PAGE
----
Yesterday morning, when scanning the news at spiegel online, a headline in the science section made me curious: Bleistift statt schwarzer Löcher, pencils instead of black holes. That short piece turned out to be a quite sensible description of a recent experiment on the Klein paradox in single layers of graphite. There was even a link to the original paper on the archiv: cond-mat/0604323. I had heard before of the funny features of electrons in graphene, as these single atomic layers of graphite are called, and I followed up the story. While I am not an expert on these things, I find them quite remarkable and interesting.
In 1929, Oskar Klein, of Klein-Gordon and Kaluza-Klein fame, applied the Dirac equation to the typical textbook problem of an electron hitting a potential barrier. While in nonrelativistic quantum mechanics, the electron can tunnel into the barrier, albeit with an exponential damping, in the relativistic problem, something strange happens if the the barrier is on the order of the electron mass, V ∼ mc². Then, as Klein found out, the barrier is nearly transparent for the electron, and even perfectly transparent in the limit of infinite barrier height.
Oskar Klein (www-groups.dcs.st-and.ac.uk/~history/Biographies/Klein_Oskar.html)
This very odd situation, called the Klein paradox, is nowadays usually explained by the effect of pair creation: The barrier, which is repulsive for electrons, is attractive for positron. Thus, there are positron states inside the barrier with the same energy level as the incoming electron state. This means that electron-positron pairs are created, which are responsible for the transparency of the barrier.
A steep and high potential barrier implies a very strong electric field. The pair creation at the barrier thus corresponds to the pair creation in strong fields. Experimental evidence for this effect - the so-called charged vacuum - was long sought-after in heavy ion collision, but so far without success. The problem is that electric fields strong enough for the spontaneous creation of electron-positron pairs occur only in the vicinity of superheavy nuclei, with Z ∼ 170. Such nuclei do not exist in nature - they have to be created, albeit for a very short while, in heavy ion collisions.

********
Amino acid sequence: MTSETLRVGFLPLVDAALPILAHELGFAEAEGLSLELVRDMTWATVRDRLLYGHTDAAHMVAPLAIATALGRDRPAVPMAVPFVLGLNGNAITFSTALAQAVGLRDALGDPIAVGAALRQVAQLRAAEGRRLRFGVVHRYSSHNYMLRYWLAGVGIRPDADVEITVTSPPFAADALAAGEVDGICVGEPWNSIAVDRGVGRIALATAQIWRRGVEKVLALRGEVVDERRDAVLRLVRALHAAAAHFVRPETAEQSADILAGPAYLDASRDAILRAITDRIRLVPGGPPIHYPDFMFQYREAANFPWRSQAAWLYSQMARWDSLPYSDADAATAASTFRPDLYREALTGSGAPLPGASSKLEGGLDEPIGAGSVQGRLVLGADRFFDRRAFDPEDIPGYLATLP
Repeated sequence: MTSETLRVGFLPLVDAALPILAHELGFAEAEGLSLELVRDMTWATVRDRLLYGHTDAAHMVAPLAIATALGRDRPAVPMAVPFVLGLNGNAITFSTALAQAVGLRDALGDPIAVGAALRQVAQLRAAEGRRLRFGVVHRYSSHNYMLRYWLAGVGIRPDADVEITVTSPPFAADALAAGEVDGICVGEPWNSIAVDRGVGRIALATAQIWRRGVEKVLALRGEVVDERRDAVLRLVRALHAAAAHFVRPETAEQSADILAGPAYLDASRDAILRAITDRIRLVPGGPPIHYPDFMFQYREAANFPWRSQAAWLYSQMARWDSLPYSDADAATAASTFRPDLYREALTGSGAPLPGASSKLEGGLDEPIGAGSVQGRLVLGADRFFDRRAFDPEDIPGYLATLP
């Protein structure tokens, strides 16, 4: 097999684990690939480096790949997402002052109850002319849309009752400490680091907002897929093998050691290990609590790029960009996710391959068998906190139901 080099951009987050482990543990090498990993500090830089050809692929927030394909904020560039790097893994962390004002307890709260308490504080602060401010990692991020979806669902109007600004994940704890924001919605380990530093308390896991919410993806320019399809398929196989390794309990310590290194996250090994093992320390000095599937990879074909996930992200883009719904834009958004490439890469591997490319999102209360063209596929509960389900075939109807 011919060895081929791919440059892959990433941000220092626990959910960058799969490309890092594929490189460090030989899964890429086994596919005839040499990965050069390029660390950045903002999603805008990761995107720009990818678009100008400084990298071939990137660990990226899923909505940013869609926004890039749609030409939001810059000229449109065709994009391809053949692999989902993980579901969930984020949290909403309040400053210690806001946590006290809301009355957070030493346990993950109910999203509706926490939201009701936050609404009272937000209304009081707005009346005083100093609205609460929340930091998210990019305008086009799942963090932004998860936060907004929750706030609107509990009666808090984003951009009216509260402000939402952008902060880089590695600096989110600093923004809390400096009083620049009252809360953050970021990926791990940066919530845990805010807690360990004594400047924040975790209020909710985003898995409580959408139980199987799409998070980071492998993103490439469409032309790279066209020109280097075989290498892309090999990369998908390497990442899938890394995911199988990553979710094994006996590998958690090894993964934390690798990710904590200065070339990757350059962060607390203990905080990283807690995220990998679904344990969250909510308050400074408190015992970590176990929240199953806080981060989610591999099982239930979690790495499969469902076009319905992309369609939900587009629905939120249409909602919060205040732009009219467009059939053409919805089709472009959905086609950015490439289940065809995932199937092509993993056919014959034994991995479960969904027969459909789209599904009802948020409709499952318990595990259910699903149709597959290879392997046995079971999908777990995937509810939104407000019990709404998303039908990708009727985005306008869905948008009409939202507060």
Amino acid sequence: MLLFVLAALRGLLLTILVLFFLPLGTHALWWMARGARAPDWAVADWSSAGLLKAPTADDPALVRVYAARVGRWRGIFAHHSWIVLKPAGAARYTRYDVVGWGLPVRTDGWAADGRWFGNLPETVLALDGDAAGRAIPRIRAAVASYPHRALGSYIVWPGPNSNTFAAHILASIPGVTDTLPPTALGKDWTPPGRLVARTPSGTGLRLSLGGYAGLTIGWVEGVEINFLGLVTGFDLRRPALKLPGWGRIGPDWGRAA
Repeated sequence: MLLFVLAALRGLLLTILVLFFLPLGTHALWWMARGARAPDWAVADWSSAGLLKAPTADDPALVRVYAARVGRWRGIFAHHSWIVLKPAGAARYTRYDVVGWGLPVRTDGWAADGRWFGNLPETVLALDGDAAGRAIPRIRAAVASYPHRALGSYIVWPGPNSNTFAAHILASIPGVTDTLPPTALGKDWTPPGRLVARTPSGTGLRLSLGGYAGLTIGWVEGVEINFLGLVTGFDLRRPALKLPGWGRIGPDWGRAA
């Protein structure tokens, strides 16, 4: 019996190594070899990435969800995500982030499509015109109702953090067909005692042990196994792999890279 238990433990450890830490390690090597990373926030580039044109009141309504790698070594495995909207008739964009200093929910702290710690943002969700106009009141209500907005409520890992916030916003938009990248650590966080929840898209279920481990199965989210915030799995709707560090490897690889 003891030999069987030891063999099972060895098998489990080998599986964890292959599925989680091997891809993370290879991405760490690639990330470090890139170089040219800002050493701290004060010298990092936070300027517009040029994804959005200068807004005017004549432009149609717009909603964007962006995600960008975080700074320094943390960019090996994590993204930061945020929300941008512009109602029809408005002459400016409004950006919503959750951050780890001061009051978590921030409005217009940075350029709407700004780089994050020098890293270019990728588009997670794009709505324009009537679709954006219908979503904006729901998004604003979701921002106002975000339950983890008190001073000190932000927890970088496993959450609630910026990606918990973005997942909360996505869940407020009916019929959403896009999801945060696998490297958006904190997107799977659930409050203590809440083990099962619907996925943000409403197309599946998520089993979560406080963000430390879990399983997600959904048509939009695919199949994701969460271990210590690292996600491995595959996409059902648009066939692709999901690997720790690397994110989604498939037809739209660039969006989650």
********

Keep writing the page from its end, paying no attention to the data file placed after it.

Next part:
The problem with the experimental verification of spontanous pair creation in high-energy physics is, obviously, the electron mass, which necessitates very strong fields. Things would be much easier if one would have massless charged Dirac particles at hand. Enters the graphene:
Carbon atoms in graphite from very neat layers with a hexagonal, honeycomb structure. This layered arrangement of the atoms explains nicely the properties of graphite, such as its suppleness, which is why it is used in pencils. There are now even pictures of the honeycomb structure, thanks to atomic force microscopy:
Graphite layer (www.physik.uni-augsburg.de/exp6/imagegallery/afmimages/afmimages_e.shtml)
Graphite is a quite good electric conductor. If one prepares single layers of graphite, or graphene, the conductance electrons are constrained to this layer. Now, in this two-dimensional system, the peculiar hexagonal structure leads to a linear relation between momentum and energy for the excitation of conductance electrons. Thus, these electronic excitations behave as massless Dirac fermions, instead of massive electrons! This remarkable feature has been exploited in several recent experiments - and one of these experiments is the experimental study of the Klein paradox referred to in the spiegel piece.
The barrier in the experiment is created by some semiconductor material inserted into the graphene layer. Applying different electrostatic potentials to the semiconductor, the barrier height for the massless quasi-electrons can be tuned. Now, potential differences of some 100 meV instead of some 0.5 MeV do the job for reaching the regime of the pair creation and the Klein paradox. In the experiment, reflexion and transmission coefficients are measured, and they correspond neatly to Klein's calculations!
This is definitely one more example where some of the standard textbook situations of quantum mechanics is, actually, realised in a beautiful experiment.
Much more information about the experiment, and the special features of graphene, can be found on the News and Publications web page of the Mesoscopic Physics Group at the University of Manchester who actually started the experimental exploration of graphene, and did the Klein paradox experiment. For the Klein paradox as such, I am studying now a paper from the arxiv, quant-ph/9905076.
But what about the Black Holes? The spiegel piece probably took it form a news item at Science: Black Hole in a Pencil.
I guess, Bee is much more qualified to comment on that, once she will find a little time to breathe. The point is, I suppose, is that charged small black holes would naturally provide strong enough electric fields for pair creation, and thus for testing situations as in the Klein paradox in experiment. If only charged black holes could be produced more easily than nuclei with Z = 170...
Physics Klein paradox Graphene Pair Creation